Monday, September 20, 2010

Smelly socks???

Nanotechnology and smelly socks

Why do feet smell? How do chemists help to provide a solution to the problem? Why do modern washing practices make the smells worse than they used to be? What have bacteria got to do with it?

In this activity you will find out how chemists are helping to solve an unpleasant problem and investigate for yourself how preventing smells is linked to acids, bases and neutralisation, bonding, reversible reactions and nanotechnology.

The problem

Your clothes are next to your skin. Your skin produces oils and sweat, which end up on your clothes. On its own this mixture does not smell bad (in fact, scientists think that sweat contains chemicals called pheromones which help to attract members of the opposite sex). The smell arises when bacteria are present. Bacteria live on both your skin and your clothes and they thrive in these environments.

1.What are the conditions that allow the bacteria to thrive on your skin and clothes?

My answers is (Moist,warmth,Full Nutritent contents of slough and chronic wound with infection ) Whats yours?

In low numbers these bacteria are not a problem as they are mostly harmless and unnoticable. However, as the bacteria multiply they produce waste products and these can be substances which have an unpleasant smell. A bacterial population above about 105 (100 000) per gram of clothing will produce a noticable smell. A population of 106 bacteria per gram causes a medium smell and above 108 per gram there will be a strong smell.

Look at the picture below of T-shirt fibres.

Image Hosted by

Now look more closely:

Image Hosted by

If you look at the middle of the photograph above, you can see that there seems to be some damage to the fibre. This is not visible to the naked eye.

Look at the fibre in close-up:

Image Hosted by

It is still hard to tell what the damage is caused by. The next photograph should help:

Image Hosted by

A colony of bacteria is living on the t-shirt fibre. The bacteria glue themselves to it and form a ‘biofilm.’ This biofilm is very difficult to remove and can remain even after washing.

Image Hosted by

Modern washing practices have not helped this problem. A few years ago it was common to wash many items on a hot wash (60 °C or above). Now, most clothing is washed on a cool cycle at 40 °C and many new fabrics cannot be washed above this temperature.

Scientists at Arch Chemicals have been working on a solution to this problem for a number of years. They have designed a product that manufacturers can apply to clothing to help prevent bacterial growth. This product is a chemical called PHMB and has been used in swimming pools and contact lens solutions for several years. It kills bacteria by puncturing their cell membranes, causing the contents to leak out. It does not have the same effect on human cells so it is safe to use in contact with the skin.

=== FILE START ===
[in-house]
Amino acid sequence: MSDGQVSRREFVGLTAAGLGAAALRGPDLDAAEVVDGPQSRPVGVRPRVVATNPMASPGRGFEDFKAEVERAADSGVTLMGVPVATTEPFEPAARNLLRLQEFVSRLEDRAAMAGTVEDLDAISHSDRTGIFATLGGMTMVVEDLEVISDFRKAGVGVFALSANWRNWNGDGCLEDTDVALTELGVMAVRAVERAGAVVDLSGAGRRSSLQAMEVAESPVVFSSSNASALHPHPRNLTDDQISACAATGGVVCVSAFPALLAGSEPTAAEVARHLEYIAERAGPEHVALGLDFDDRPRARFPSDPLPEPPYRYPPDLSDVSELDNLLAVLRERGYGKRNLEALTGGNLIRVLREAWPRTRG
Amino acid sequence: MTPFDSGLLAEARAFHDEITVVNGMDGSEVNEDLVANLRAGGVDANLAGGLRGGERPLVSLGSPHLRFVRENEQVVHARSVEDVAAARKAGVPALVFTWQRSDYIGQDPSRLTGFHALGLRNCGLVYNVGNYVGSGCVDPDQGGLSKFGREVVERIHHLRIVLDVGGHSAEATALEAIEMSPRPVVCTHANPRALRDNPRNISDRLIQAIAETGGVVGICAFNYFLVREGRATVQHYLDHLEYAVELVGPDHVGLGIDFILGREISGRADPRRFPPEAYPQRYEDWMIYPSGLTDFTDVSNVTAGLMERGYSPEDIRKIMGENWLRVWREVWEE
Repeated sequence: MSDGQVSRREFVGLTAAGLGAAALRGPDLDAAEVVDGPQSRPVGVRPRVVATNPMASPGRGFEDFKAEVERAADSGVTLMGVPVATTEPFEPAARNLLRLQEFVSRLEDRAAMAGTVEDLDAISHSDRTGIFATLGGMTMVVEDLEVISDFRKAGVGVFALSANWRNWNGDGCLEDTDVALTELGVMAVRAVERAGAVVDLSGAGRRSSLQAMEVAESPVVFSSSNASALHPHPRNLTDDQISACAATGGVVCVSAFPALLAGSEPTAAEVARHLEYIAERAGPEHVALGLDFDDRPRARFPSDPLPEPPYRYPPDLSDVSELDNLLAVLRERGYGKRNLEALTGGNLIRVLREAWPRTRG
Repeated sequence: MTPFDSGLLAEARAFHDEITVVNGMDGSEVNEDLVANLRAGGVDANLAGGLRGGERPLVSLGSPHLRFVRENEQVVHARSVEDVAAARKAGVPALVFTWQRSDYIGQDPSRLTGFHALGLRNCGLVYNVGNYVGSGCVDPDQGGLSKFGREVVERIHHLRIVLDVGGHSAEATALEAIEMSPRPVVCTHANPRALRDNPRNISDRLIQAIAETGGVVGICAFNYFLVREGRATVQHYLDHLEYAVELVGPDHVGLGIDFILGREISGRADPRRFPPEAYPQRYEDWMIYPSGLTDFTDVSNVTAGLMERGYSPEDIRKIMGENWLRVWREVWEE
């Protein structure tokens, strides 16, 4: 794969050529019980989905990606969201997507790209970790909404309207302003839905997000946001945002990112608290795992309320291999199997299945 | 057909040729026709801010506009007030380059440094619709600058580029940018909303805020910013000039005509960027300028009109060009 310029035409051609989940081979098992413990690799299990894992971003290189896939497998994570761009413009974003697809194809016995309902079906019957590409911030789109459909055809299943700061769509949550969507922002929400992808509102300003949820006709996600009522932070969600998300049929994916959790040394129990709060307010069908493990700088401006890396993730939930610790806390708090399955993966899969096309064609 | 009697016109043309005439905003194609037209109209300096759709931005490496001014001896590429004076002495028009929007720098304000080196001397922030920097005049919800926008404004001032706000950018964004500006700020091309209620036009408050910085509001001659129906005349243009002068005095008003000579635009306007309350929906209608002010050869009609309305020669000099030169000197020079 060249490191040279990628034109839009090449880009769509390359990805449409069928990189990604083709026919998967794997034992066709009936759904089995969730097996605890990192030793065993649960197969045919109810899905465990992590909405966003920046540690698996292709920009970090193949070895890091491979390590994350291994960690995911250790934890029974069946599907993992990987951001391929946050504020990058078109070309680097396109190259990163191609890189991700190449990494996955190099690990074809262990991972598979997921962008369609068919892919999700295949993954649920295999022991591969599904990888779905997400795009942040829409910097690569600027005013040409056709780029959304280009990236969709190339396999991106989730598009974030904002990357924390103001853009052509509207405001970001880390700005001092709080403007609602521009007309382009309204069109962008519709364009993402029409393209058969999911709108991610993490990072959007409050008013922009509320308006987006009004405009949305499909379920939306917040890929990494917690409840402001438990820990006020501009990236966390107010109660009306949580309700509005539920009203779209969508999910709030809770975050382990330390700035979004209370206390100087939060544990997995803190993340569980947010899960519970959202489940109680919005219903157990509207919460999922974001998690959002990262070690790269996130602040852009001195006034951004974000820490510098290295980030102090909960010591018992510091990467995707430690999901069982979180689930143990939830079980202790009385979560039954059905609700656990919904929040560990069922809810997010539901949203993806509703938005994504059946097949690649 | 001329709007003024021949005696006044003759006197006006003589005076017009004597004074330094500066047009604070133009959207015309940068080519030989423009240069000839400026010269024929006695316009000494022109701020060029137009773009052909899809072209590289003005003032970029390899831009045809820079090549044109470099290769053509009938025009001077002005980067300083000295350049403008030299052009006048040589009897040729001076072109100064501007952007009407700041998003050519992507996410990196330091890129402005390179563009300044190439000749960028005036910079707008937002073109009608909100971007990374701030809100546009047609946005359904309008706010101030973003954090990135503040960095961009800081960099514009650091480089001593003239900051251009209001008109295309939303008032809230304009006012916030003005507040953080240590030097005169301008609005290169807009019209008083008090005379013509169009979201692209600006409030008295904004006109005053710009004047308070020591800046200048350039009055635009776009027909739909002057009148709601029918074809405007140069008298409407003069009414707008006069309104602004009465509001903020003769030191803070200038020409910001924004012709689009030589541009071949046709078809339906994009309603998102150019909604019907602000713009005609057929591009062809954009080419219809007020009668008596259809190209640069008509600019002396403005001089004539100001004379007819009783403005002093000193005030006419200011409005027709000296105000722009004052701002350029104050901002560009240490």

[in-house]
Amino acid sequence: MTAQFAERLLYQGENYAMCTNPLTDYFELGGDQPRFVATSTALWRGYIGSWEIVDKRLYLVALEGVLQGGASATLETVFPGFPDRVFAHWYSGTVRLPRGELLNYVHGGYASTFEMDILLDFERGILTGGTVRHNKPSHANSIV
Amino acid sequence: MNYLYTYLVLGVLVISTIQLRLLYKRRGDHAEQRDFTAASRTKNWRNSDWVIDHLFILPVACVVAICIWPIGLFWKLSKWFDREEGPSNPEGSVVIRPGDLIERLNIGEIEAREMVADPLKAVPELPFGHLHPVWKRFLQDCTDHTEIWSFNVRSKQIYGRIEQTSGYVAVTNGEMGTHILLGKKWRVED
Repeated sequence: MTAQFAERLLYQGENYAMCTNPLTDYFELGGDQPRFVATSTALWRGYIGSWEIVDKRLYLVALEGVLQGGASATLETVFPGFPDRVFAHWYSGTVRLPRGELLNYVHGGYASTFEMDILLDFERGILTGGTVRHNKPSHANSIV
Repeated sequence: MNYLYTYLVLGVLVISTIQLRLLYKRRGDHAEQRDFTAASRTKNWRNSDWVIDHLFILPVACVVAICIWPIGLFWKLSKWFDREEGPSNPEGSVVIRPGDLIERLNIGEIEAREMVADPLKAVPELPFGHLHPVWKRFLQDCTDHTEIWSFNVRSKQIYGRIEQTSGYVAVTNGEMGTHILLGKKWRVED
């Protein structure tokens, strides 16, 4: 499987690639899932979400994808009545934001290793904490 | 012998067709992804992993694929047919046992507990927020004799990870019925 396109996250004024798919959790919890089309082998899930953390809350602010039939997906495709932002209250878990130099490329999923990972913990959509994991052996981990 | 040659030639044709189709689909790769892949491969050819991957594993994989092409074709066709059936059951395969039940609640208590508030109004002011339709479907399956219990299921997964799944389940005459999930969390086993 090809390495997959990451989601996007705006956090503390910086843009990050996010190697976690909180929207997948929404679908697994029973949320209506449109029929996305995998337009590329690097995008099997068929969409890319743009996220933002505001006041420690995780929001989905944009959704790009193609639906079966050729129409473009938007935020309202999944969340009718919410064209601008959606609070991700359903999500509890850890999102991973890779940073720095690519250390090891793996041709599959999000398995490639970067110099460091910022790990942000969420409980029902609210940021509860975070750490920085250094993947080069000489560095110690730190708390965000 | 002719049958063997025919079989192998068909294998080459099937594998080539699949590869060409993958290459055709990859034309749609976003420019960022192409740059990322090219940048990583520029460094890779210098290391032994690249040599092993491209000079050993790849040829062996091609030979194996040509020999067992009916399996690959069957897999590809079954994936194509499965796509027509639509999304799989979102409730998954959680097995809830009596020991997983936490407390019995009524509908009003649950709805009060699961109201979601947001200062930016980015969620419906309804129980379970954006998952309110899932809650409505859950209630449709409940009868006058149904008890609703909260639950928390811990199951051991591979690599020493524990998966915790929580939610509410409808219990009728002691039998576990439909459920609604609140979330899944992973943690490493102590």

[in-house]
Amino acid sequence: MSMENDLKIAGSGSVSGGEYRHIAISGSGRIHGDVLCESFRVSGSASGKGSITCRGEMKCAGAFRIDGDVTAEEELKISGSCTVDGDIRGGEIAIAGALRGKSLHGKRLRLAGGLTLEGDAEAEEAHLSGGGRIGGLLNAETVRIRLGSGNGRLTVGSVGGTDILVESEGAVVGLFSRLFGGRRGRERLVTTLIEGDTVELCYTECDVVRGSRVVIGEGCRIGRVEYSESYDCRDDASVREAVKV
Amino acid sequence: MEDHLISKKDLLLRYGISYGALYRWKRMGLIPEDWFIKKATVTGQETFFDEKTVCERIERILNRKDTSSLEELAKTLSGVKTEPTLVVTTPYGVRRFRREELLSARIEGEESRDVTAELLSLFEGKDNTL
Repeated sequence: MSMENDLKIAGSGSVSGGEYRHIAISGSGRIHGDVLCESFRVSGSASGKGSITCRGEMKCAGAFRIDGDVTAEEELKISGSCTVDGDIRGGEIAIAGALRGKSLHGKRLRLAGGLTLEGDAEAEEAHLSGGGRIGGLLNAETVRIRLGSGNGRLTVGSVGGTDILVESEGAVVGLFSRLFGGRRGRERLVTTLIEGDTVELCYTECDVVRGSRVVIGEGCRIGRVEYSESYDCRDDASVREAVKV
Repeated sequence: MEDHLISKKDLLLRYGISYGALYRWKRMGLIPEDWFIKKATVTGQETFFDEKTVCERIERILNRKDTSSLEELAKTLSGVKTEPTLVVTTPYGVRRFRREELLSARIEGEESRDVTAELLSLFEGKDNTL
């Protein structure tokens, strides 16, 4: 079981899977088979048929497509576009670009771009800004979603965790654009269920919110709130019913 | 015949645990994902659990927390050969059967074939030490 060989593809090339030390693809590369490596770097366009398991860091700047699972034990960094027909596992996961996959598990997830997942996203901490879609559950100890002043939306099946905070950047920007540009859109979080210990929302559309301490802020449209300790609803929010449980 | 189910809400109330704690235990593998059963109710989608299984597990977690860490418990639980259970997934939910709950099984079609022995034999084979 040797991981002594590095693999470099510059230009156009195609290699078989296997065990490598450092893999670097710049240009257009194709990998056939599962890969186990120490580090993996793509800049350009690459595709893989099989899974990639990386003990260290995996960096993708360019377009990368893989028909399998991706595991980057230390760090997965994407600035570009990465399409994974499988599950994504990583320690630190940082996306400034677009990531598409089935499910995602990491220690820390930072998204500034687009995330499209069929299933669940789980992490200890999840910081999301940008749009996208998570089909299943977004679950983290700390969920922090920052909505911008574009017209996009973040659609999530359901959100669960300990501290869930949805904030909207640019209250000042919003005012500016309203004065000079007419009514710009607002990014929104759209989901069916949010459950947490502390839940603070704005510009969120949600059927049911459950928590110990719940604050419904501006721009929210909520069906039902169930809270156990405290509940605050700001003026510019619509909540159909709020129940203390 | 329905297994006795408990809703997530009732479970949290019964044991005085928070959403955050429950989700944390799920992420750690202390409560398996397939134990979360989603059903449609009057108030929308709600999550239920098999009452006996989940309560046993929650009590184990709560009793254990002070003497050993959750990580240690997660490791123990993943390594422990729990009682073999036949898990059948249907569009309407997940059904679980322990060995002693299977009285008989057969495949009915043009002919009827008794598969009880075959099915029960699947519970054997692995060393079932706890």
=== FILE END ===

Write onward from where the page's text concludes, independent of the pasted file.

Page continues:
The fabric

Cotton fibres are made of cellulose, which is a polymer of glucose and is similar to starch. When the fibres are

processed some of the cellulose is oxidised and the product is slightly acidic.

Part of the cotton fibre is an acid. The fibre can lose an H+ ion leaving a negative charge on the remaining fibre:

Image Hosted by

For the Purista® treatment to stick to the cotton fibres it is important that there are several negative charges on each fibre.

The treatment

The substance used to treat the cotton is also a polymer. Its chemical name is PHMB, which stands for poly(hexamethylene biguanide hydrochloride).

Image Hosted by

Each molecule of PHMB contains about 16 of the repeating units shown in the diagram.

The PHMB winds along the cotton like a snake and bonds at several places along its length like velcro®. This helps the PHMB to lie flat on the surface of the cotton. The coating on the surface is no more than a few nanometers thick, which makes this an example of nanotechnology. The bonds are strong enough to hold the PHMB on the cloth even during washing.

Image Hosted by

Thanks for great information of RSC advancing the chemical sciences:Nanotechnology and smelly Socks